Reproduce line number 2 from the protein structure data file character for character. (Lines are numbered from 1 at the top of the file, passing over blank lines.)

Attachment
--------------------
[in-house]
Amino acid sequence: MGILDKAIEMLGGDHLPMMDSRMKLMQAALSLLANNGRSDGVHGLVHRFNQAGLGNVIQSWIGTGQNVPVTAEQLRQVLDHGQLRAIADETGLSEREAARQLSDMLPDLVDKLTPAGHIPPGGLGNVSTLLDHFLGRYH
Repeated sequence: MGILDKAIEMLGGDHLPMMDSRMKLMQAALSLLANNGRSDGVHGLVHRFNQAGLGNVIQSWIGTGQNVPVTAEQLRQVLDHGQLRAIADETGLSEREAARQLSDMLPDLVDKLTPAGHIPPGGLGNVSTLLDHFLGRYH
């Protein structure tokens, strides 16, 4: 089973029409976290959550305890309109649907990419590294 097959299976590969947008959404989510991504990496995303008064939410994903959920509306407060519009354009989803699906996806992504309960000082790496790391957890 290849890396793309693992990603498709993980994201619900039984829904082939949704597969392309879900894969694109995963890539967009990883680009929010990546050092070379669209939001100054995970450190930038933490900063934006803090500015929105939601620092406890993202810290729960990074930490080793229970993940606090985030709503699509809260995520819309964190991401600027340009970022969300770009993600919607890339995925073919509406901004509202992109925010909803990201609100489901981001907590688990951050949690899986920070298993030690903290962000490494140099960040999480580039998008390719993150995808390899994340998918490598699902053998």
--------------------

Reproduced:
Amino acid sequence: MGILDKAIEMLGGDHLPMMDSRMKLMQAALSLLANNGRSDGVHGLVHRFNQAGLGNVIQSWIGTGQNVPVTAEQLRQVLDHGQLRAIADETGLSEREAARQLSDMLPDLVDKLTPAGHIPPGGLGNVSTLLDHFLGRYH